Accra, June 22, GNA - Madam Alice Adwubi, a Witness at the National Reconciliation Commission (NRC) on Wednesday said a soldier shot her husband in September 1982 at a village near Kofieponkor in the Western Region.
The Witness said her husband, Stevenson Kwame Appiah had gone to plead with the soldier, one Sgt. Opoku to release two young relations whom the soldier had arrested, but the soldier arrested him and later shot him when he learned that those he arrested had escaped.
Madam Adwubi, also called Ama Manu, said the soldier had arrested the two young men when he found a BF soap tablet and some batteries they were carrying to their cottage on them.
Witness, who said she was then nursing a 10-day old baby, said her husband had made friends with soldiers, who then led a team to bring "essential commodities" like soap, kerosene, fish and cutlasses in exchange for farm produce in the surrounding villages. She said the late Appiah, even helped the soldier on his rounds whenever he was around with his team, and had even preserved some harvested bunches of plantain as gift for him.
Madam Adwubi said as her husband pleaded for the release of his relatives, Sgt Opoku grew wild when information came that the young men whom he had arrested had escaped.
A scuffle ensued when Sergeant Opoku fired a warning shot, threatening to shoot Appiah because of the escape of the men he had arrested. Witness said, one Kofi Sabi, who had reported the arrest of the young men to her husband narrated the account of the shooting to her. She said after allowing her husband to say his last prayers, the soldier fired into Appiah's stomach, and fired more shots into his thighs, even though, his intestines were then gushing out. She said her husband died at Asempanaeye as she was being transported to the hospital.
Witness said the Asemapanaeye Police issued a permit for the body to be transported to Berekum, their hometown for burial. She said she left the village to Berekum, and added that it was a very difficult task taking care single-handedly of her two kids and so their education was affected in their later years.
She prayed the Commission to recommend an appropriate compensation and help them to be gainfully employed.
General Emmanuel Alexander Erskine, a Member of the Commission, described the said Sgt Opoku, formerly of the 2BN in Takoradi, as a murderer, and warned anyone who kept his company to be wary of him. He said Sergeant Opoku did not fear God, because after allowing Mr Appiah to pray, he fired him.
"If he goes to church his Parish Priest must pray for him, and all the church must pray for him. He is a murderer and criminal", General Erskine said.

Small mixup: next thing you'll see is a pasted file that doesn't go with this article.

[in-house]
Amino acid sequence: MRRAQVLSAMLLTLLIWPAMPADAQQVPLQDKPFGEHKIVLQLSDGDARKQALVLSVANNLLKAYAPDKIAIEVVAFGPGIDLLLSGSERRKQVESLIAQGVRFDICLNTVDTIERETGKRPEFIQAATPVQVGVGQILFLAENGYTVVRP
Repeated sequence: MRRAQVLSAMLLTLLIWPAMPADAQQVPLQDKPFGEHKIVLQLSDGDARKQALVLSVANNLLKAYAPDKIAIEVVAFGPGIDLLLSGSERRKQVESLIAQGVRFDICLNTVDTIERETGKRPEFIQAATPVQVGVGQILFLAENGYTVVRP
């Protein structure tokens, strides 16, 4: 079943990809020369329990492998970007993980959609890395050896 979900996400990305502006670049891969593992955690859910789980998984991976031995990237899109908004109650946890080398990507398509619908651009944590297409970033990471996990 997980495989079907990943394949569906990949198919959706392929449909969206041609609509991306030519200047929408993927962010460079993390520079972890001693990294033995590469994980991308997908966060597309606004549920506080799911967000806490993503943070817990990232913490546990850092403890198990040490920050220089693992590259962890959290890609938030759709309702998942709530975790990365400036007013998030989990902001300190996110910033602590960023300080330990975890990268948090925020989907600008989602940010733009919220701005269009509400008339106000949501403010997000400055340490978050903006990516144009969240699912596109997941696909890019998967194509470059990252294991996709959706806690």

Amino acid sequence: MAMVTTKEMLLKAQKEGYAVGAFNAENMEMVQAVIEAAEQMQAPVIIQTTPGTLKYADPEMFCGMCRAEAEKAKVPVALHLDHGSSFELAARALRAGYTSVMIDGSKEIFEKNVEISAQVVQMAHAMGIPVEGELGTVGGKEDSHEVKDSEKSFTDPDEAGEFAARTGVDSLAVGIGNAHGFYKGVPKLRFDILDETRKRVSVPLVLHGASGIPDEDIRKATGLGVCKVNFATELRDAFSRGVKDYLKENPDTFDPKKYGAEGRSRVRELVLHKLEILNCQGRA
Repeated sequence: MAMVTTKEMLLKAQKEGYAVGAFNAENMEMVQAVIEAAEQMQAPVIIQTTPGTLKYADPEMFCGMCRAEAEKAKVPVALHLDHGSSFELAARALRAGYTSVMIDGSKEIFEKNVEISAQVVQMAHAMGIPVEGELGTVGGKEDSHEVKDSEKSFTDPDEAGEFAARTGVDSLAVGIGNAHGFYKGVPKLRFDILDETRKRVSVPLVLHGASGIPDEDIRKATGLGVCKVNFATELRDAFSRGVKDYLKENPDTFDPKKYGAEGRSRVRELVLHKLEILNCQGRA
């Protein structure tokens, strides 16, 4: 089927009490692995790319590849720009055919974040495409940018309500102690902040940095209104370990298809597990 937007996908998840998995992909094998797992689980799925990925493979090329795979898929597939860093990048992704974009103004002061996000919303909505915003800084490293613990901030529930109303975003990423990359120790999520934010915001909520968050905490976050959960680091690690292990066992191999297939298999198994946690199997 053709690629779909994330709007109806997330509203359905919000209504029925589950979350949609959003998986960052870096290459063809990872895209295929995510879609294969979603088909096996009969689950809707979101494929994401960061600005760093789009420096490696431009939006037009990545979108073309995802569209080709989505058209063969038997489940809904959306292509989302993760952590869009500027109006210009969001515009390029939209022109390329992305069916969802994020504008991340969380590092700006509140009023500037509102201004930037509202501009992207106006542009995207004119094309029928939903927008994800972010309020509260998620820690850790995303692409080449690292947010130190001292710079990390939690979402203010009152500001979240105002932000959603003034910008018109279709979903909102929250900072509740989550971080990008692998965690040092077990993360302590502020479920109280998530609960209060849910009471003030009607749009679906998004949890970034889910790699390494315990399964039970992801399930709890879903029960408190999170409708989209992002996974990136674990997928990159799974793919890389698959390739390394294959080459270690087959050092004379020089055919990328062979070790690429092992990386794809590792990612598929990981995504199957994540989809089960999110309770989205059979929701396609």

Another Commissioner, Dr Sylvia Boye, said Sgt Opoku, wherever he was must bow down and in his conscience know that he was a murderer. Professor Abena Dolphyne, another Commissioner remarked: "This is about the worst case of murder we've heard."
In a comment the Most Reverend Charles Gabriel Palmer-Buckle, another Commissioner, called for an examination of the [mental] equilibrium of applicants into the Army.
He told the family of the late Appiah: "I can only ask you to forgive. Hold on to God. Pray to God for him. It is hard; but this is the only way to heal yourself and this country."
Another Witness, Mr Peter Alex Kwasi Oppon, former proprietor of Pakus Lodge and Caroselle Night Club, both in Takoradi, compared coup makers to armed robbers, who pounced on the country, removed the government and destroyed the economy.
He said as result of the attack on his person and business, after coups of 1979 and 1981, he had health problems and his business went downhill.
Witness said soldiers stormed the Pakus Lodge a few weeks after the June 4 1979 coup, bundled him into a military vehicle and sent him to face a panel of 12 officers at the Takoradi Air Force Station.
The panel was not satisfied with his answers and suspected that he was withholding the names of other people to whom he distributed drinks. Witness said he was taken to the guardroom, and added that just as he was about to enter the guardroom he saw about 500 soldiers, who exclaimed if some "meat or fish" had been brought.
He said the soldiers beat him and he had a cut on the head, and he was later detained in the guardroom for three days and was released, probably on the orders of. Flt Lt Jerry Rawlings, whom he said was said to have been to the Barracks.
Mr Oppon said he was taken the next day to the Apremdo Barracks to face another panel, but the panel released him when a woman, whom he met there confessed that she was the one who had been secretly taking supply of drinks from an employee of Mr Oppon, adding that the soldiers gave the woman 48 lashes.
He said after his release he nearly had a stroke and had since been on medication.
Mr Oppon said, "after the second coming of Rawlings", in 1982, soldiers stormed and stopped a band from playing in his Caroselle Night Club.
One Sergeant Owusu Ansah prevented him from entering the Night Club, when he went there to verify the situation. The Sergeant used a jack knife and deflated all the tyres of his car, and as he tried to explain why he had rationed drinks in the nightclub soldiers beat him.
Witness said the soldiers asked him to write his will, in anticipation of execution before they took him to the guardroom, where he said he spent three days, and was released after his son-in-law had paid a bribe of 25,000 cedis.
Mr Oppon said he learnt that the soldiers were on a vendetta for the killing of one of their colleagues. Mr Oppon prayed the Commission to recommend an appropriate compensation in the form of capital or credit for him.